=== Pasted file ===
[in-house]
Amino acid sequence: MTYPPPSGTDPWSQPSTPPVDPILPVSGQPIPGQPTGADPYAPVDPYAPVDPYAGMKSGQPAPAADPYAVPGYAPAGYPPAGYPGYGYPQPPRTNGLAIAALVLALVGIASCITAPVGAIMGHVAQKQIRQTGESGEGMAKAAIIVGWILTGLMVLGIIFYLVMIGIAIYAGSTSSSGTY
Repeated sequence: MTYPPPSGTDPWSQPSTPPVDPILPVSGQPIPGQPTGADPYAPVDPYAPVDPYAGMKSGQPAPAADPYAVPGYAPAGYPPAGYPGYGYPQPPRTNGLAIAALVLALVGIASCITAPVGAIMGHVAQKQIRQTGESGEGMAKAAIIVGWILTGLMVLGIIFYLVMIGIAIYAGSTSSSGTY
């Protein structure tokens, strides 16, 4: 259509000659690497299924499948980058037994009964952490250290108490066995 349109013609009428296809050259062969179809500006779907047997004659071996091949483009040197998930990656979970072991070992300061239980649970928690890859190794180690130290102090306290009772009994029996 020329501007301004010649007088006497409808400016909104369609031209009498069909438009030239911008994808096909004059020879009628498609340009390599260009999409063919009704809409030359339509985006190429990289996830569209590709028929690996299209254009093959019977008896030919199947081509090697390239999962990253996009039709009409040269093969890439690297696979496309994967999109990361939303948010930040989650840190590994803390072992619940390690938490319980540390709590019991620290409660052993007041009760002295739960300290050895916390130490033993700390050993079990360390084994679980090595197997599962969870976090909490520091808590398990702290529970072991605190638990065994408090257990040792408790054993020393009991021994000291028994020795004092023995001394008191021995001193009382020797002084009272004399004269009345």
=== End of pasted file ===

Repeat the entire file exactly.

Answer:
[in-house]
Amino acid sequence: MTYPPPSGTDPWSQPSTPPVDPILPVSGQPIPGQPTGADPYAPVDPYAPVDPYAGMKSGQPAPAADPYAVPGYAPAGYPPAGYPGYGYPQPPRTNGLAIAALVLALVGIASCITAPVGAIMGHVAQKQIRQTGESGEGMAKAAIIVGWILTGLMVLGIIFYLVMIGIAIYAGSTSSSGTY
Repeated sequence: MTYPPPSGTDPWSQPSTPPVDPILPVSGQPIPGQPTGADPYAPVDPYAPVDPYAGMKSGQPAPAADPYAVPGYAPAGYPPAGYPGYGYPQPPRTNGLAIAALVLALVGIASCITAPVGAIMGHVAQKQIRQTGESGEGMAKAAIIVGWILTGLMVLGIIFYLVMIGIAIYAGSTSSSGTY
């Protein structure tokens, strides 16, 4: 259509000659690497299924499948980058037994009964952490250290108490066995 349109013609009428296809050259062969179809500006779907047997004659071996091949483009040197998930990656979970072991070992300061239980649970928690890859190794180690130290102090306290009772009994029996 020329501007301004010649007088006497409808400016909104369609031209009498069909438009030239911008994808096909004059020879009628498609340009390599260009999409063919009704809409030359339509985006190429990289996830569209590709028929690996299209254009093959019977008896030919199947081509090697390239999962990253996009039709009409040269093969890439690297696979496309994967999109990361939303948010930040989650840190590994803390072992619940390690938490319980540390709590019991620290409660052993007041009760002295739960300290050895916390130490033993700390050993079990360390084994679980090595197997599962969870976090909490520091808590398990702290529970072991605190638990065994408090257990040792408790054993020393009991021994000291028994020795004092023995001394008191021995001193009382020797002084009272004399004269009345």